Nestle bites into luxury chocolate market

20 Feb

Buy Quality Chocolate Online at Moo-Lolly-Bar AustraliaNestle, known for mass-market chocolates like the KitKat bar, is trying to get a bigger piece of the growing market for fancier sweets. Its idea: customized confections.

Internet shoppers in Switzerland and Liechtenstein can order a Maison Cailler taster pack with five kinds of chocolate. After completing an online survey to determine a “chocolate personality,” recipients get a bigger box with flavours and cocoa content selected for those particular taste buds.

Luxury products can succeed even amid the economic downturn, said Laurent Freixe, head of Nestle’s European business. Global sales of premium chocolate are growing faster than the overall market and may be worth about $8 billion (U.S.) a year, according to market researcher Mintel.

“It may sound counterintuitive, but what’s happening in the crisis is a quest by consumers for value, for more affordable product, but also for products that overtake their expectations,” Freixe said. “And what is squeezed in the middle are mainstream products.”

More than 20 years after Nestle, based in Vevey, Switzerland, started selling the Nespresso capsules that helped create the luxury home coffee market, it is applying a similar approach to chocolate. The venture may help Nestle in the premium segment, where rival Swiss brand Lindt & Spruengli has prevailed, with sales rising twice as fast as the market in 2011.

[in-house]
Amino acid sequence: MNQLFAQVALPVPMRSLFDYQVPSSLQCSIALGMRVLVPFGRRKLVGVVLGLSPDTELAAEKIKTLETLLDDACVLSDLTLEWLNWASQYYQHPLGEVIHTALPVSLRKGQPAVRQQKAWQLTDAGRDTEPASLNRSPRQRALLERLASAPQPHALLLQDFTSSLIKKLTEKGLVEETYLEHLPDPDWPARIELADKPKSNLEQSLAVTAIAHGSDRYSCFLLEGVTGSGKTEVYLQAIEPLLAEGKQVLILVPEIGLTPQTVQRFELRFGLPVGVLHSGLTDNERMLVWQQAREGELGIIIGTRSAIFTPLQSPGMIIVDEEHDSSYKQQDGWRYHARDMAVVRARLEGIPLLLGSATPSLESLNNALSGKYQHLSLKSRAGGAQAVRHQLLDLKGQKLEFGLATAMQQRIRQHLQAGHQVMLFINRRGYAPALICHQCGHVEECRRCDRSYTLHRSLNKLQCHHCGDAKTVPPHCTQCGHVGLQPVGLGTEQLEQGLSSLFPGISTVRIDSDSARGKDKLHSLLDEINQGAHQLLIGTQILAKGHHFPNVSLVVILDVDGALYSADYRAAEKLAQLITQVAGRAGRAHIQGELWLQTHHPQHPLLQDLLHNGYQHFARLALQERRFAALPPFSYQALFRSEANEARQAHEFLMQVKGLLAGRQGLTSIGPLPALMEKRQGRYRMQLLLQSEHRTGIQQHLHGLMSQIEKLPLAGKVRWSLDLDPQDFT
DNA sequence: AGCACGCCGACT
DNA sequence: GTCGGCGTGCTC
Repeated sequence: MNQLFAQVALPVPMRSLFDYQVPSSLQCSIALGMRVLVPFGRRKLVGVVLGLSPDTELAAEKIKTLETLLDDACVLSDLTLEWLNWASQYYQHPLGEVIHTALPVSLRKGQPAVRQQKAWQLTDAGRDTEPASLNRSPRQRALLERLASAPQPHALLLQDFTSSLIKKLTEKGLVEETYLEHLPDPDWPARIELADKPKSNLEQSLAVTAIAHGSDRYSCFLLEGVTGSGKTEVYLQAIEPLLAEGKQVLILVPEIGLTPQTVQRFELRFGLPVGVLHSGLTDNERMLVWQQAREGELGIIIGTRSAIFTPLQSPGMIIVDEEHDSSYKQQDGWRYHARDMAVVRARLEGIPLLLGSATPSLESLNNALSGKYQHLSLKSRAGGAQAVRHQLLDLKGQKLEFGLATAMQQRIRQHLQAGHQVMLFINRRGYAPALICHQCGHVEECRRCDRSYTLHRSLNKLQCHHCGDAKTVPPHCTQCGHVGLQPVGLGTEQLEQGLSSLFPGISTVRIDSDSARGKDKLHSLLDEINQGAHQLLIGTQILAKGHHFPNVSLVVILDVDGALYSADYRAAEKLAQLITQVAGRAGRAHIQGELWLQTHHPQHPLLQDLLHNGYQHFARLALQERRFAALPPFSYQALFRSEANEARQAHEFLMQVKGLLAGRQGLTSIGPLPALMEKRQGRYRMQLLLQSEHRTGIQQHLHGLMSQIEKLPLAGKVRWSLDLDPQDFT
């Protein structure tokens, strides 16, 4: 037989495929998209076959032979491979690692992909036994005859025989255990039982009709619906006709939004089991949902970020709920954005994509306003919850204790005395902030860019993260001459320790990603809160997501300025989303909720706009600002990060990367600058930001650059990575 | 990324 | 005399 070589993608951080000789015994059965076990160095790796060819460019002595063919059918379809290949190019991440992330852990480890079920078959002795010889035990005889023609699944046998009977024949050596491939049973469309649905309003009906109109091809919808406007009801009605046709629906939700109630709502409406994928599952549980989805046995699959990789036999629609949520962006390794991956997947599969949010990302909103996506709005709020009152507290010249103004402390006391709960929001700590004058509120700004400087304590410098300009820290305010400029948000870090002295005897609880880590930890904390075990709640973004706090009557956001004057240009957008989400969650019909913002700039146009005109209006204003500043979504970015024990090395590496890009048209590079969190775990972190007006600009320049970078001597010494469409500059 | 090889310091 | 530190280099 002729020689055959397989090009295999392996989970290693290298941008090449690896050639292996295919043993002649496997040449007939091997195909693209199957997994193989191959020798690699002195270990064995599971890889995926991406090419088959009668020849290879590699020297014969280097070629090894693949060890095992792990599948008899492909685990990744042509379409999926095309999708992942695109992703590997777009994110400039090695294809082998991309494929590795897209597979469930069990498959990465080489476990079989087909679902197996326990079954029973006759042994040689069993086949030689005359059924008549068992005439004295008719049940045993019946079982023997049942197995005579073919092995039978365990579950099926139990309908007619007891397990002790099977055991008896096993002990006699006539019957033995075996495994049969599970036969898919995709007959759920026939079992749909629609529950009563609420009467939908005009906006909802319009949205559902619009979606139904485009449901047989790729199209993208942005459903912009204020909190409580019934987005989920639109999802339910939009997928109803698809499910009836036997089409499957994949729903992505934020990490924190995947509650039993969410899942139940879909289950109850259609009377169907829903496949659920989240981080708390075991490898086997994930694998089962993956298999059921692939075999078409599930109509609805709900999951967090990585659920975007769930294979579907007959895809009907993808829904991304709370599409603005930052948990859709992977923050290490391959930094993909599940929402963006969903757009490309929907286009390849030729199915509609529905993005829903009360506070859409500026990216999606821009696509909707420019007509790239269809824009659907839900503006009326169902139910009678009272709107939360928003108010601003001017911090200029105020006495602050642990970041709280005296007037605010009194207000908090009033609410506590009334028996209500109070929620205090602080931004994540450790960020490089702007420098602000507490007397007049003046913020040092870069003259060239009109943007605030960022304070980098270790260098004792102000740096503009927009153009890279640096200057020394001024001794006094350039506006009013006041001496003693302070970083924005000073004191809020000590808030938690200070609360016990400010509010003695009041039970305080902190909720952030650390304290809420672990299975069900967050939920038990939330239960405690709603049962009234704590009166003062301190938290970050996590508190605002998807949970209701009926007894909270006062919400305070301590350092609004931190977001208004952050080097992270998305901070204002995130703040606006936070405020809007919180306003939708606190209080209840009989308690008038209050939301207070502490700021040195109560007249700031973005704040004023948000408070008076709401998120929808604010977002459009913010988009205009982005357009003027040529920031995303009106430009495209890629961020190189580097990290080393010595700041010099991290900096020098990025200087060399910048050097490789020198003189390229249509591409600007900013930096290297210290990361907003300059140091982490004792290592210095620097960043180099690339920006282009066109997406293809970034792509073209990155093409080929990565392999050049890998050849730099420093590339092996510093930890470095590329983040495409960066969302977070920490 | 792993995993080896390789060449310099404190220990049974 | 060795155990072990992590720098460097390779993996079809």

While Maison Cailler is starting small, the approach has served Nestle well in the past.

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Nespresso began in only two countries in 1986, and the strategy evolved over time, with Nestle introducing online sales in the 1990s and stores in 2002. Now it’s a 3 billion Swiss franc ($3.3 billion U.S.) brand, with about half its sales coming from the Internet, and more than 250 boutiques worldwide.

The coffee unit probably helped drive a 7.1 per cent increase in so-called organic sales for 2011, according to the average of 12 analysts surveyed by Bloomberg. The measure excludes acquisitions, disposals and currency shifts.

Nestle has been taking its cue from Nespresso’s success with other premium products. The company last year began selling BabyNes formula milk capsules, a year after introducing Special.T pods containing top-quality tea in France.

“Consumers like to be treated as individuals rather than as a mass market,” said James Amoroso, a food industry consultant based in Walchwil, Switzerland.

While Nestle’s KitKat bars are the ninth-biggest chocolate brand, according to Euromonitor International, the Swiss company has had mixed success in the premium segment.

Nestle, which merged with Cailler in 1929, sought to revamp the brand in 2006 with packaging designed by architect Jean Nouvel and higher prices, though the overhaul was scrapped after it failed to boost revenue. Cailler still isn’t well-known outside of Switzerland, with only 8 per cent of sales coming from abroad.

“Nestle is a strong player in the mass market, but in the premium segment it doesn’t have a strong reputation,” said Patrick Hasenboehler, an analyst at Bank Sarasin in Zurich.

Maison Cailler may also have to contend with the impulse-buying aspect of chocolate sales. Many consumers tend to buy chocolate on the spur of the moment for themselves or at the last minute as a gift, according to Marcia Mogelonsky, an analyst at Mintel in New York.

Source: The Star

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